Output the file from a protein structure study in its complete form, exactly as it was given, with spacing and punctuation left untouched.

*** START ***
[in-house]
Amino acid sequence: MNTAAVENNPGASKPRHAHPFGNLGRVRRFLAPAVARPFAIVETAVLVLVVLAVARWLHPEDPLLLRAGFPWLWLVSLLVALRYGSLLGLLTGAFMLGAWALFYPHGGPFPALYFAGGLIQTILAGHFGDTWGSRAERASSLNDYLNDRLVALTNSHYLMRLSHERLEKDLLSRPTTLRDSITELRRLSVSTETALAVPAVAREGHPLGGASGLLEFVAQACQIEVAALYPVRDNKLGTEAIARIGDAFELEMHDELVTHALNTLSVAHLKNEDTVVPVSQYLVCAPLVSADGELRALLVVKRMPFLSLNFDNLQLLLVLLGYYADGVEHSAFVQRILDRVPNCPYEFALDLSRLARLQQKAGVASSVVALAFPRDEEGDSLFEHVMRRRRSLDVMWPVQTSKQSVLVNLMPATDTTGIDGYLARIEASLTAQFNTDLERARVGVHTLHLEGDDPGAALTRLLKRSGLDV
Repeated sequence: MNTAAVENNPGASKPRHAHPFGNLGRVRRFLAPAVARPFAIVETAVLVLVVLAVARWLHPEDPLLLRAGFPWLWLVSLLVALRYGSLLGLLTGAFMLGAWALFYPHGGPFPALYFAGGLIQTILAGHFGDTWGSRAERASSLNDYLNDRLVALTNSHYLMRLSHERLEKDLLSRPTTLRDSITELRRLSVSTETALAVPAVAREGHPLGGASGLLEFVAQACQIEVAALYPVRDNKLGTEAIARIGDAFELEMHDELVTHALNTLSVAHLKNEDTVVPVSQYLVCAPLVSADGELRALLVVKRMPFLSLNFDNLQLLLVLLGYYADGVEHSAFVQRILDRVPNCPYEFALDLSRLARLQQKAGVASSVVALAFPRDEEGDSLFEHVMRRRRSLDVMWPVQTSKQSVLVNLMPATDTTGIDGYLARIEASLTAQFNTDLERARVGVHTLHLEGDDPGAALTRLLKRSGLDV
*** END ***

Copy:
[in-house]
Amino acid sequence: MNTAAVENNPGASKPRHAHPFGNLGRVRRFLAPAVARPFAIVETAVLVLVVLAVARWLHPEDPLLLRAGFPWLWLVSLLVALRYGSLLGLLTGAFMLGAWALFYPHGGPFPALYFAGGLIQTILAGHFGDTWGSRAERASSLNDYLNDRLVALTNSHYLMRLSHERLEKDLLSRPTTLRDSITELRRLSVSTETALAVPAVAREGHPLGGASGLLEFVAQACQIEVAALYPVRDNKLGTEAIARIGDAFELEMHDELVTHALNTLSVAHLKNEDTVVPVSQYLVCAPLVSADGELRALLVVKRMPFLSLNFDNLQLLLVLLGYYADGVEHSAFVQRILDRVPNCPYEFALDLSRLARLQQKAGVASSVVALAFPRDEEGDSLFEHVMRRRRSLDVMWPVQTSKQSVLVNLMPATDTTGIDGYLARIEASLTAQFNTDLERARVGVHTLHLEGDDPGAALTRLLKRSGLDV
Repeated sequence: MNTAAVENNPGASKPRHAHPFGNLGRVRRFLAPAVARPFAIVETAVLVLVVLAVARWLHPEDPLLLRAGFPWLWLVSLLVALRYGSLLGLLTGAFMLGAWALFYPHGGPFPALYFAGGLIQTILAGHFGDTWGSRAERASSLNDYLNDRLVALTNSHYLMRLSHERLEKDLLSRPTTLRDSITELRRLSVSTETALAVPAVAREGHPLGGASGLLEFVAQACQIEVAALYPVRDNKLGTEAIARIGDAFELEMHDELVTHALNTLSVAHLKNEDTVVPVSQYLVCAPLVSADGELRALLVVKRMPFLSLNFDNLQLLLVLLGYYADGVEHSAFVQRILDRVPNCPYEFALDLSRLARLQQKAGVASSVVALAFPRDEEGDSLFEHVMRRRRSLDVMWPVQTSKQSVLVNLMPATDTTGIDGYLARIEASLTAQFNTDLERARVGVHTLHLEGDDPGAALTRLLKRSGLDV